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The Aging Brain

Have you noticed small perceptual changes as a result of your aging brain? We are all concerned about losing our mental abilities as we age. It’s no surprise that the rate of decline is correlated to certain aspects of our physical health.  The brain’s primary function of cognition is a broad term that includes comprehension, memory, judgment and reasoning. This includes learning, decision-making, and language skills. These are skills of intelligence that we have used all our lives and taken for granted. Cognitive impairment can occur at any age, but I’m referring to Age Related Cognitive Decline or ARCD.

A normal function of aging brain is that neurons shrink and die. One of the primary reasons for this is oxidative stress, or an imbalance between reactive oxygen and the body’s ability to detoxify itself. Oxidative stress figures into Alzheimer’s disease, atherosclerosis, heart failure, chronic fatigue syndrome, Parkinson’s disease, and ARCD.

Chronic systemic inflammation caused by cigarette smoking, poor diet, insomnia, and obesity allows irritants to enter the brain. This inflammation causes a delay in reaction time and memory impairment. If you still smoke, preserving your mental functions is yet another important reason why you must stop.

Obesity and diabetes have a surprising effect on brain function. There are a number of studies that conclude that as body weight increases, brain size decreases, which leads to decreased cognitive abilities. There is a relationship between BMI (body mass index) and brain volume deficits. Childhood or midlife obesity can be a predictor of later life dementia. The cognitive impairment becomes worse when compounded with high blood pressure. Diabetes studies also show greater brain atrophy and lower test scores on performance and learning for this population.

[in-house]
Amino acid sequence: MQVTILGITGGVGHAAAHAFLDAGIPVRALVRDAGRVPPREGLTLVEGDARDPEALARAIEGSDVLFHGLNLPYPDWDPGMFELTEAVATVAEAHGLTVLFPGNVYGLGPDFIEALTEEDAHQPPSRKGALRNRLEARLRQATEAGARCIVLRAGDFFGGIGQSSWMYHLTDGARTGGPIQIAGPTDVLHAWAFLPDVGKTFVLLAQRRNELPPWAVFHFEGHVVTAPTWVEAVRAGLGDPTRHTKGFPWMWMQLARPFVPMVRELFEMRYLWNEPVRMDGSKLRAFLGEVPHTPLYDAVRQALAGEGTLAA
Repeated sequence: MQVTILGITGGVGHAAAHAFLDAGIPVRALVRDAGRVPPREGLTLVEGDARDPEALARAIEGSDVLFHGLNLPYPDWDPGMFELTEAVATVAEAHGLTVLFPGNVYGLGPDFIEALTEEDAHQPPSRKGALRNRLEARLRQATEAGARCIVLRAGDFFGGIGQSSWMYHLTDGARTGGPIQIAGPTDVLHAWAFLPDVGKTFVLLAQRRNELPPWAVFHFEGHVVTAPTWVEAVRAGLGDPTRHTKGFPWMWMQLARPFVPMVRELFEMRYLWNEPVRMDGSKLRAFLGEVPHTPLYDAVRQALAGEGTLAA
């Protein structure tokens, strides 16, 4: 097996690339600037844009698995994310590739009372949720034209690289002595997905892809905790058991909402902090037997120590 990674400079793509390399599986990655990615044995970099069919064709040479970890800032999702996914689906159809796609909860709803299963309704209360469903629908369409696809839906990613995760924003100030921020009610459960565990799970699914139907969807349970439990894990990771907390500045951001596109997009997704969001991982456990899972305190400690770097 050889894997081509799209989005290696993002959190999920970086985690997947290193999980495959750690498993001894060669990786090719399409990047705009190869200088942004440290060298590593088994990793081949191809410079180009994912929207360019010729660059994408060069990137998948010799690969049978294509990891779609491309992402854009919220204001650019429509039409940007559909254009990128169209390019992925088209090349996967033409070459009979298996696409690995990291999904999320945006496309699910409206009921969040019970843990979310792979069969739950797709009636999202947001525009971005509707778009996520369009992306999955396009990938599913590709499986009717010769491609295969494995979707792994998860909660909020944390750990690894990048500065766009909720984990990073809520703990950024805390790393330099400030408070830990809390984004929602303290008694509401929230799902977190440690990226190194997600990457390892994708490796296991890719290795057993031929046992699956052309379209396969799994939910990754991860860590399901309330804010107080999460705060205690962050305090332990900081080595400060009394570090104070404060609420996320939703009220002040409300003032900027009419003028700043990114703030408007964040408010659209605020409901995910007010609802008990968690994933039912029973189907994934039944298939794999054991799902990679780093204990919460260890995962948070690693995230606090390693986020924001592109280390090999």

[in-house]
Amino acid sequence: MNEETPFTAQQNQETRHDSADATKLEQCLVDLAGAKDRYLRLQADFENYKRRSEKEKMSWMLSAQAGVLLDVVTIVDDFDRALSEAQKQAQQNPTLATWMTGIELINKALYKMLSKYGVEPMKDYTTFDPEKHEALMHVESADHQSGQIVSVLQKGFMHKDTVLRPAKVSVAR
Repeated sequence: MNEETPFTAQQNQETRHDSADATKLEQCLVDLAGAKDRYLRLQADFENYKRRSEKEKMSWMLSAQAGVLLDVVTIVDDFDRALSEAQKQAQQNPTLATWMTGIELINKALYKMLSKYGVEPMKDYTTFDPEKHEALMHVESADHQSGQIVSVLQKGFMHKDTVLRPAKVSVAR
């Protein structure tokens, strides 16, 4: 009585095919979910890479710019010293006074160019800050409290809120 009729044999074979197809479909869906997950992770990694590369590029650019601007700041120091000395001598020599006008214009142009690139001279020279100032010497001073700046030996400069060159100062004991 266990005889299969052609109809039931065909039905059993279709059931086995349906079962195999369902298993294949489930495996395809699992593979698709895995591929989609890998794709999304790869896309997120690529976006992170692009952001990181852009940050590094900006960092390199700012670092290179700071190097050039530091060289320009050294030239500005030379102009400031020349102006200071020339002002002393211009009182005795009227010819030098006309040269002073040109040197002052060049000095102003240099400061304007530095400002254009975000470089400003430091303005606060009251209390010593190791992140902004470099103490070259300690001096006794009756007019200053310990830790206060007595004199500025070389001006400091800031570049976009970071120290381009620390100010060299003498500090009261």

Lack of challenging mental activity also contributes to mental decline. The brain is like a muscle that needs to be exercised. Learning new information encourages the brain to establish new neural networks that can be used to compensate for other age-related impairments in brain function.

What to do:

OXIDATIVE STRESS:  A diet rich in antioxidants foods will help mitigate the effects of oxidative stress. I have previously outlined the importance of superfoods like spirulina, green tea, and quinoa. The best antioxidant diet is plant based  rich in vegetables and fruits. A routine of moderate exercise is also very important.

INFLAMMATION:  The most important thing you can do for your brain and overall health is to not smoke. Make a list of all the anti-inflammation foods beginning with your breakfast. Green tea, cloves and ginger are high on this list. You must avoid fatty, sugary, and salty  junk foods.

YOUR WEIGHT:  Being over-weight causes so many health problems in addition to a shrinking brain. Obviously, a healthy diet with restricted calories paired with a good exercise plan is essential. I used to teach the psychology of eating in a weight reduction clinic, so I know that being involved in an organized program is the most helpful. Here is a post on how to eat less from my work in the program: http://blog.creativeretirementforwomen.com/eat-less/

MENTAL ACTIVITY: Physical activity pumps fresh oxygen into your brain and improves memory. Social activity exercises our cognition and produces endorphins. Mental exercise of establishing new neural pathways is another fun part of improving your mental abilities. You can enjoy doing crossword puzzles, playing scrabble, Sudoku, writing, solving math problems or doing any other new or challenging activity that you enjoy. The good news is that the expected cognitive decline is so gradual that most of us won’t notice, as long as we’re healthy.  L. Johnson  (www.creativeretirementforwomen.com)